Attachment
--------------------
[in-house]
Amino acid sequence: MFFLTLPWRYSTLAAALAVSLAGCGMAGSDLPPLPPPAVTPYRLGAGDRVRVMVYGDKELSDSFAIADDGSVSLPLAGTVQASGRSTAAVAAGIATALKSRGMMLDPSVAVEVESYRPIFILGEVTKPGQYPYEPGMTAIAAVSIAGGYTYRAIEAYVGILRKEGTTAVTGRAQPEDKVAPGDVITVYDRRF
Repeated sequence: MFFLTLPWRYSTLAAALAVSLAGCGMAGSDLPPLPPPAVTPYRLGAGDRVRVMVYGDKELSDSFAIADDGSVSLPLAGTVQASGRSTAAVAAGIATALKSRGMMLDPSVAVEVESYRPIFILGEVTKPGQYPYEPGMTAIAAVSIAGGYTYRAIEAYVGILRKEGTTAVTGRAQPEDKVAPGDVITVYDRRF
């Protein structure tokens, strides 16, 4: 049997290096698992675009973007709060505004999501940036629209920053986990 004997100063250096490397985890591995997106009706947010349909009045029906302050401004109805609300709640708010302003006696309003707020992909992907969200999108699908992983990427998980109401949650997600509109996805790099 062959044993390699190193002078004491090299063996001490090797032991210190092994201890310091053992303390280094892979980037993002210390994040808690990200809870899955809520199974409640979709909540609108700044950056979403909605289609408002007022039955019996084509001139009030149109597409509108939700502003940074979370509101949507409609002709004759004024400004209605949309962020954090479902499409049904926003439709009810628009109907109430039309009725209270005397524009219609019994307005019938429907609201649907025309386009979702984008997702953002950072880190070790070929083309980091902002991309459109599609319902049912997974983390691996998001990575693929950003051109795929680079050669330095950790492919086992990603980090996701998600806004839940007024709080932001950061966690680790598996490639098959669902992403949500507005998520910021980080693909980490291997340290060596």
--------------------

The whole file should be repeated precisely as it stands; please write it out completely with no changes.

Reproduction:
[in-house]
Amino acid sequence: MFFLTLPWRYSTLAAALAVSLAGCGMAGSDLPPLPPPAVTPYRLGAGDRVRVMVYGDKELSDSFAIADDGSVSLPLAGTVQASGRSTAAVAAGIATALKSRGMMLDPSVAVEVESYRPIFILGEVTKPGQYPYEPGMTAIAAVSIAGGYTYRAIEAYVGILRKEGTTAVTGRAQPEDKVAPGDVITVYDRRF
Repeated sequence: MFFLTLPWRYSTLAAALAVSLAGCGMAGSDLPPLPPPAVTPYRLGAGDRVRVMVYGDKELSDSFAIADDGSVSLPLAGTVQASGRSTAAVAAGIATALKSRGMMLDPSVAVEVESYRPIFILGEVTKPGQYPYEPGMTAIAAVSIAGGYTYRAIEAYVGILRKEGTTAVTGRAQPEDKVAPGDVITVYDRRF
């Protein structure tokens, strides 16, 4: 049997290096698992675009973007709060505004999501940036629209920053986990 004997100063250096490397985890591995997106009706947010349909009045029906302050401004109805609300709640708010302003006696309003707020992909992907969200999108699908992983990427998980109401949650997600509109996805790099 062959044993390699190193002078004491090299063996001490090797032991210190092994201890310091053992303390280094892979980037993002210390994040808690990200809870899955809520199974409640979709909540609108700044950056979403909605289609408002007022039955019996084509001139009030149109597409509108939700502003940074979370509101949507409609002709004759004024400004209605949309962020954090479902499409049904926003439709009810628009109907109430039309009725209270005397524009219609019994307005019938429907609201649907025309386009979702984008997702953002950072880190070790070929083309980091902002991309459109599609319902049912997974983390691996998001990575693929950003051109795929680079050669330095950790492919086992990603980090996701998600806004839940007024709080932001950061966690680790598996490639098959669902992403949500507005998520910021980080693909980490291997340290060596």